Do Savings Increase in Response to Salient Information about Retirement and Expected Pensions?
How can retirement savings be increased? We explore a unique policy change in the context of the German pension system to study this question. As of 2004, the German pension authority started to send out annual letters providing detailed and comprehensible information about the pension system and individual expected pension payments. This reform did not change the level of pensions, but only manipulated the knowledge about and salience of expected pension payments. Using German tax return data, we exploit two discontinuities in the age cutoffs of receiving such a letter to study their effects on private retirement savings. Our results show that the letters increase private retirement savings. The effects are fairly sizable and persistent over several years. We further show that the letter increases labor earnings, and that the increase in savings partly crowds out charitable donations. Moreover, we present evidence suggesting that both information and salience drive the savings effect. Our paper adds to a recent literature showing that policies that go beyond the traditional neoclassical reasoning can be powerful to increase savings rates.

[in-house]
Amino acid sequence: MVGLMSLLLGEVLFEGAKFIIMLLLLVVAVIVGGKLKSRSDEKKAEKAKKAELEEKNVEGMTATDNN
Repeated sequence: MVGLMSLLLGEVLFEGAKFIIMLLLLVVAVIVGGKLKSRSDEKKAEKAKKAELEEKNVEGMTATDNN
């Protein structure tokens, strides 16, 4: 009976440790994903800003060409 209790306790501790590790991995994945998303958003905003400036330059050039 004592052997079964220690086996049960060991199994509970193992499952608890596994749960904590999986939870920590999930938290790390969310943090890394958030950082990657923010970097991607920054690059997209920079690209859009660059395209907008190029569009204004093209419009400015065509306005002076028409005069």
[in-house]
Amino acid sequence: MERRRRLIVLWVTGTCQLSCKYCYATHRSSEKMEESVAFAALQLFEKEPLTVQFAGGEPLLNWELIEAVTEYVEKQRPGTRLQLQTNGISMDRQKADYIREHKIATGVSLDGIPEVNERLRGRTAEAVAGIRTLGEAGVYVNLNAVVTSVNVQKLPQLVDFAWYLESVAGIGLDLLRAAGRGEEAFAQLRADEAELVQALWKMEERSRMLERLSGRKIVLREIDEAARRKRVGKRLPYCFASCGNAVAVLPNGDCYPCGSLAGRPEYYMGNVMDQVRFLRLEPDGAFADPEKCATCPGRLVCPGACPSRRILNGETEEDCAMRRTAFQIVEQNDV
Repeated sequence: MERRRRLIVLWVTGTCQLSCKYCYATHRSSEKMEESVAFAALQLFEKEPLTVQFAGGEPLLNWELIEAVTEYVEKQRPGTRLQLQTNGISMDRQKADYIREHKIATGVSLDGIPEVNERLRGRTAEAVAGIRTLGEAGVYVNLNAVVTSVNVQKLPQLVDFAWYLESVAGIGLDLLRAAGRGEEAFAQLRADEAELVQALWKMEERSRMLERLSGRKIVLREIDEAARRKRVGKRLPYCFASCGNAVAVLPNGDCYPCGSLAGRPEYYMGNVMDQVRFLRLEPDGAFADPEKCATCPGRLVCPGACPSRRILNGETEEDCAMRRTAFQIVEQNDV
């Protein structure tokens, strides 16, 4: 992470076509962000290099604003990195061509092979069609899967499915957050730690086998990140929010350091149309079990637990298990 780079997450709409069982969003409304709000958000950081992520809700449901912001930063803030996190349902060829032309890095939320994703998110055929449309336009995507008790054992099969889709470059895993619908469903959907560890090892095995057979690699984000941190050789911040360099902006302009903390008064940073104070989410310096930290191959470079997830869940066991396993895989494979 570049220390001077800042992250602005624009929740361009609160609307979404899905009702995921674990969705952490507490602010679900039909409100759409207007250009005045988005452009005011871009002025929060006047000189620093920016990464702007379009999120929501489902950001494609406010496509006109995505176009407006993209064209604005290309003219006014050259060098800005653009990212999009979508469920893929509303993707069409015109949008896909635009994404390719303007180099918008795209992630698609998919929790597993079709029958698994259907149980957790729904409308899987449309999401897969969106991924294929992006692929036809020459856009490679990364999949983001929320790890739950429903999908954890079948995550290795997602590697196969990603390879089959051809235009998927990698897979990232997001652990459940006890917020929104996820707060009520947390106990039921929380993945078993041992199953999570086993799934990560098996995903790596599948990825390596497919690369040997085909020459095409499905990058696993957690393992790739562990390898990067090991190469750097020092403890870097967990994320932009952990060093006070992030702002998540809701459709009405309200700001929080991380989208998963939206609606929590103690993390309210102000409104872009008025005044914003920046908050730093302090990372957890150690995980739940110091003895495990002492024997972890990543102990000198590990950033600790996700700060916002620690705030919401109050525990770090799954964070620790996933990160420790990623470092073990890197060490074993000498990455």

We thank the Research Data Lab of the German Federal Statistical Agency, especially Stefanie Uhrich, for steady support in accessing the data. Karim Bekhtiar, Sydni M. Pierce, and Christian Skripalle provided excellent research assistance. We are grateful for helpful comments and suggestions by Florian Engelmaier, Hilary Hoynes, Olga Malkova, Katherine Meckel, Sebastian Siegloch and seminar/conference participants at Mannheim, IIPF 2016 and NBER TAPES 2016. The views expressed herein are those of the authors and do not necessarily reflect the views of the National Bureau of Economic Research.